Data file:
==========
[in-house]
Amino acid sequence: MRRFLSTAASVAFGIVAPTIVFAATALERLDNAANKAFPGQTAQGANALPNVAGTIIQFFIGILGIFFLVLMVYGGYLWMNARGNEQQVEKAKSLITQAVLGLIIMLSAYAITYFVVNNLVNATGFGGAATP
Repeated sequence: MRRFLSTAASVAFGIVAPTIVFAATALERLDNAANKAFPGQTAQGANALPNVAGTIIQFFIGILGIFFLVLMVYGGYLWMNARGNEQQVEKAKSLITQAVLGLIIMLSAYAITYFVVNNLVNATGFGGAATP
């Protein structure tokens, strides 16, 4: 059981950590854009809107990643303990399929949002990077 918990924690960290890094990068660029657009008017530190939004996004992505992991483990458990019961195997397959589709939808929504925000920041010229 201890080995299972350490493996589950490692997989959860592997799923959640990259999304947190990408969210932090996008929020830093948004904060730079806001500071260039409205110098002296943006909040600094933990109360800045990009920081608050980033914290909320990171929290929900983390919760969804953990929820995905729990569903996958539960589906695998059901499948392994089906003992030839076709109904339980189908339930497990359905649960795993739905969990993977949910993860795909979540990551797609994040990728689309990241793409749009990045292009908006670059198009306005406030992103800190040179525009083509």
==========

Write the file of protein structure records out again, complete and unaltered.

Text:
[in-house]
Amino acid sequence: MRRFLSTAASVAFGIVAPTIVFAATALERLDNAANKAFPGQTAQGANALPNVAGTIIQFFIGILGIFFLVLMVYGGYLWMNARGNEQQVEKAKSLITQAVLGLIIMLSAYAITYFVVNNLVNATGFGGAATP
Repeated sequence: MRRFLSTAASVAFGIVAPTIVFAATALERLDNAANKAFPGQTAQGANALPNVAGTIIQFFIGILGIFFLVLMVYGGYLWMNARGNEQQVEKAKSLITQAVLGLIIMLSAYAITYFVVNNLVNATGFGGAATP
């Protein structure tokens, strides 16, 4: 059981950590854009809107990643303990399929949002990077 918990924690960290890094990068660029657009008017530190939004996004992505992991483990458990019961195997397959589709939808929504925000920041010229 201890080995299972350490493996589950490692997989959860592997799923959640990259999304947190990408969210932090996008929020830093948004904060730079806001500071260039409205110098002296943006909040600094933990109360800045990009920081608050980033914290909320990171929290929900983390919760969804953990929820995905729990569903996958539960589906695998059901499948392994089906003992030839076709109904339980189908339930497990359905649960795993739905969990993977949910993860795909979540990551797609994040990728689309990241793409749009990045292009908006670059198009306005406030992103800190040179525009083509």